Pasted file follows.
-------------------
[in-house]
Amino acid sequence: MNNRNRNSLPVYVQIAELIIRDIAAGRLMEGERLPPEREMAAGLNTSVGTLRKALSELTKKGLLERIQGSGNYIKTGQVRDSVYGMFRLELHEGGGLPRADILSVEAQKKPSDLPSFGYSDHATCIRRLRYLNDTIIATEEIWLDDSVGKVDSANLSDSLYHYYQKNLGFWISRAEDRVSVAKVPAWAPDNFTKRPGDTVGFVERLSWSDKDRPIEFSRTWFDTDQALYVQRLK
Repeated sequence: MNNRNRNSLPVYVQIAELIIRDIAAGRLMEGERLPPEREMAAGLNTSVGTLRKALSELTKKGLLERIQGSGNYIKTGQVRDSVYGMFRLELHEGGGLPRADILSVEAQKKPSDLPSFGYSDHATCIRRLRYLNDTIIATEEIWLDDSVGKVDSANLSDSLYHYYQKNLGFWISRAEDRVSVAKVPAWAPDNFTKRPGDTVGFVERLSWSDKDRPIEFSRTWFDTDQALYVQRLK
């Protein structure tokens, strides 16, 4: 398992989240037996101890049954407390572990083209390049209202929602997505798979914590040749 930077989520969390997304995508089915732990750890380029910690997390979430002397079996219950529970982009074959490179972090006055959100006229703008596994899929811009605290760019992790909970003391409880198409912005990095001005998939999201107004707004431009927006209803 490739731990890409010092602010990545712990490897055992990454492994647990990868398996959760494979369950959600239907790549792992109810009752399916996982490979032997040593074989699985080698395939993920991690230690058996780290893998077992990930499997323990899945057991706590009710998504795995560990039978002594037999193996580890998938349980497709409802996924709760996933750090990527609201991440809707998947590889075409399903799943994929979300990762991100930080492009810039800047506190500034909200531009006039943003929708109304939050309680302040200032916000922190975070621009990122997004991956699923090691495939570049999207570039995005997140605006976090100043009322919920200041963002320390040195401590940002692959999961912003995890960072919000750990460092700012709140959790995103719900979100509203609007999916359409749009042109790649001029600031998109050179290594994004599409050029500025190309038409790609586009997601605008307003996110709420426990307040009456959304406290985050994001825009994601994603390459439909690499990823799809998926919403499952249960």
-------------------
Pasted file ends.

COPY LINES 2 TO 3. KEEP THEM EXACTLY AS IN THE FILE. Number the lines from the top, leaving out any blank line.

Amino acid sequence: MNNRNRNSLPVYVQIAELIIRDIAAGRLMEGERLPPEREMAAGLNTSVGTLRKALSELTKKGLLERIQGSGNYIKTGQVRDSVYGMFRLELHEGGGLPRADILSVEAQKKPSDLPSFGYSDHATCIRRLRYLNDTIIATEEIWLDDSVGKVDSANLSDSLYHYYQKNLGFWISRAEDRVSVAKVPAWAPDNFTKRPGDTVGFVERLSWSDKDRPIEFSRTWFDTDQALYVQRLK
Repeated sequence: MNNRNRNSLPVYVQIAELIIRDIAAGRLMEGERLPPEREMAAGLNTSVGTLRKALSELTKKGLLERIQGSGNYIKTGQVRDSVYGMFRLELHEGGGLPRADILSVEAQKKPSDLPSFGYSDHATCIRRLRYLNDTIIATEEIWLDDSVGKVDSANLSDSLYHYYQKNLGFWISRAEDRVSVAKVPAWAPDNFTKRPGDTVGFVERLSWSDKDRPIEFSRTWFDTDQALYVQRLK